Silicon Valley has transplanted here.

We have no State income tax and low local business taxes.


The Austin-area unemployment rate dropped in April to 5.5 percent, the lowest the regional unemployment rate has been in more than three years, the Workforce Solutions Capital Area Workforce Board said Friday.
Austin jobless rate drops again - Austin Business Journal




Leaving Cali for TX....

The unemployment rate, however, dipped last month to 10.9% from 11% in March, the result of discouraged workers leaving the labor force, according to the department.

Indeed, the state has gained 175,600 jobs over the last year, through April, and the unemployment rate has fallen from 11.8% a year earlier.

California's unemployment rate remains well above the national rate, which was 8.1% in April. Only two states have higher jobless rates: Nevada at 11.7% and Rhode Island at 11.2%.

In Los Angeles County, the unemployment rate fell to 11.6% from 11.8% in March. In the Inland Empire, the rate fell to 11.7% from 12.7% in March, largely because more workers there left the labor force.
April job losses end state's eight months of gains - California

Irvine, CA has roughly the same unemployment rate as Austin, TX. (6.0 vs. 5.5%). San Francisco, CA is 1 percentage point higher than Dallas and Houston (8% vs. 7%).

The thing is that places like the IE and Los Angeles that were MUCH more heavily tied to housing sector will, obviously, have higher unemployment rates. Austin is not as tied as LA or the IE. The biggest industry in the IE was construction. Of course it stands to reason that cities like Irvine and San Francisco will not be as hurt since they not as linked to housing as say Riverside or Stockton.

If ALL of California were moving there, we would expect to see large numbers of higher wage jobs. What we have instead is a larger increase in low wage labor in TX. The growth of low wage labor (at or below min. wage) has been remarkable to say the least. From 2007 to 2010, Texas has seen an increase of 150% in low wage labor. This has depressed wages in Texas to give an average wage of $11.20 per hour vs. $12.00 nationally. So really much of the growth has more to do with the type of jobs coming to Texas.

CA should keep it's greatest assets viable, the UC system. It's really the economic engine of the state. When comparing the number of research universities, CA easily beats TX. VERY easily. Thus, it's important to reduce tuition in order to maintain our edge in education.

By temporarily raising taxes by a small percentage, it will help mitigate the effects of cuts. We've seen that austerity alone is a bad idea. Simply put, it doesn't work. You need to raise revenue. If the top percentages are benefiting by an educated workforce, then they should help pay.

Prop 13 really has nothing more than help raise housing prices, protect corporate interests, and made this stupid 2/3 vote for taxes.

Look, I'm in favor of cuts. I just feel that we need a temperate approach instead of being extremely draconian. The poorest have suffered the worst, we all need to pitch in. It's time for those that are doing okay (like my family) to help pitch in. That's right. My family is in favor of temporarily raising taxes on itself in order to ensure my nephew has a good school to attend, decent universities, and to make sure that the wealth gap doesn't spiral out of control. It just doesn't make sense to be this anti-tax.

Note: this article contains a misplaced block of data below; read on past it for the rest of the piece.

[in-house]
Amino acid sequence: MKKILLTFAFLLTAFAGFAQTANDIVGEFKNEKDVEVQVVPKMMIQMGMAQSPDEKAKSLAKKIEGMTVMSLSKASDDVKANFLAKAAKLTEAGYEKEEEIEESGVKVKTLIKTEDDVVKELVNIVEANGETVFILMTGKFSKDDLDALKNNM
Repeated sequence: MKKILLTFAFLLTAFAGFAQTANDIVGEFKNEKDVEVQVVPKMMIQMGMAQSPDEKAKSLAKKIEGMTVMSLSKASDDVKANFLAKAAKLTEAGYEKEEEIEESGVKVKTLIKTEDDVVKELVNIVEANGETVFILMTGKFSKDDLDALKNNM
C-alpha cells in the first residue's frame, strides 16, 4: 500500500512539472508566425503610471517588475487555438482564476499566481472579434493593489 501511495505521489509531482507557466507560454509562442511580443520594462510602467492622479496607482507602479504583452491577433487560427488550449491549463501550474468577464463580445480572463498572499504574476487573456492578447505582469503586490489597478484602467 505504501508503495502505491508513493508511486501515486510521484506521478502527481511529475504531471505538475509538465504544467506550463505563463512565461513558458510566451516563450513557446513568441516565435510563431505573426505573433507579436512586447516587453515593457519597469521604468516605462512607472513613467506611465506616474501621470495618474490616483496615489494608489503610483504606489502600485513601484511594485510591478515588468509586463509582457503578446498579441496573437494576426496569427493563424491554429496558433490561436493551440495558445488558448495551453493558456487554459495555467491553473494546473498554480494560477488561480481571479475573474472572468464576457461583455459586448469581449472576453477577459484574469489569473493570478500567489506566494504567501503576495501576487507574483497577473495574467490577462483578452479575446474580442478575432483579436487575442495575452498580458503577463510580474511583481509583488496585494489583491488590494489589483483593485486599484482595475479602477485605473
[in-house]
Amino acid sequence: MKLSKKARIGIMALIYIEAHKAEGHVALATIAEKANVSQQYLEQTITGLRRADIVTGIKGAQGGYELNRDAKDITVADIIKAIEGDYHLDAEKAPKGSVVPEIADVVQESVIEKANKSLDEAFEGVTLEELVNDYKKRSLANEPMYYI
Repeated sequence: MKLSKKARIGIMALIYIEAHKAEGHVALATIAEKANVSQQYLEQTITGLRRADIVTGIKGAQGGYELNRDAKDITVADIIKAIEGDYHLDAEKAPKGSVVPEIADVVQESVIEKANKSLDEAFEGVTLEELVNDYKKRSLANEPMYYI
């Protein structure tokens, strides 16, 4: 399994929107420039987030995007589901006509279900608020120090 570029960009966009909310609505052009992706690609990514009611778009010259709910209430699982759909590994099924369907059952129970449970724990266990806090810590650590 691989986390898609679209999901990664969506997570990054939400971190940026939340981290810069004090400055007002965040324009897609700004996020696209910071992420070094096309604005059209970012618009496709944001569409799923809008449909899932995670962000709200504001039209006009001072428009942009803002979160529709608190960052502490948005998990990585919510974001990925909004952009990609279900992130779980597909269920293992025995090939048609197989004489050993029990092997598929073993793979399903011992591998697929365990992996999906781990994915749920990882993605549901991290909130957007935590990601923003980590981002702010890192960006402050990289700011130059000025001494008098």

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Old 05-31-2012, 05:11 PM
 
249 posts, read 163,561 times
Reputation: 77
A survey of CA voters indicate that 64% would pay higher taxes if it went to public education. Right now, we are facing the prospect of having a 3 week shorter school year. The fat is pretty lean now, let's not start cutting the muscle and bones.
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Old 05-31-2012, 05:33 PM
 
8,487 posts, read 5,892,010 times
Reputation: 1114
Seems this problem could be solved easily. From an accounting standpoint anyway. Talking about budgets w/o talking about real finances seems illogical to me.
CA CAFR shows $600 billion tax surplus, 1 ... - Examiner.com
CA Gov. Brown lies: monetary, credit reform funds ... - Examiner.com
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Old 05-31-2012, 05:42 PM
 
Location: The Republic of Texas
66,305 posts, read 33,652,276 times
Reputation: 14179
Quote:
Originally Posted by soulseoul View Post
A survey of CA voters indicate that 64% would pay higher taxes if it went to public education. Right now, we are facing the prospect of having a 3 week shorter school year. The fat is pretty lean now, let's not start cutting the muscle and bones.

This is how California works...

Get it for education. Shift it to entitlements and then scream another day we need more for education. To do it all over again.
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Old 05-31-2012, 05:46 PM
 
249 posts, read 163,561 times
Reputation: 77
Quote:
Originally Posted by BentBow View Post
This is how California works...

Get it for education. Shift it to entitlements and then scream another day we need more for education. To do it all over again.
Not even close to reality. Again teacher layoffs are real and affect CA classrooms. We've cut down on special education services (I had reduced hours) which truly hurt many families.

I guess if you want a truly unequal society in which the rich control all and have all the benefits simply because they can afford it, reduced taxation is great. I just believe in having a middle class.
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Old 05-31-2012, 05:52 PM
 
69,372 posts, read 55,403,704 times
Reputation: 9358
Quote:
Originally Posted by soulseoul View Post
A survey of CA voters indicate that 64% would pay higher taxes if it went to public education. Right now, we are facing the prospect of having a 3 week shorter school year. The fat is pretty lean now, let's not start cutting the muscle and bones.
Dont most public education come from local property taxes, and not the state taxes? I know around here they do, so I'm not sure what people willing to pay more locally, has to do with the states financial problems.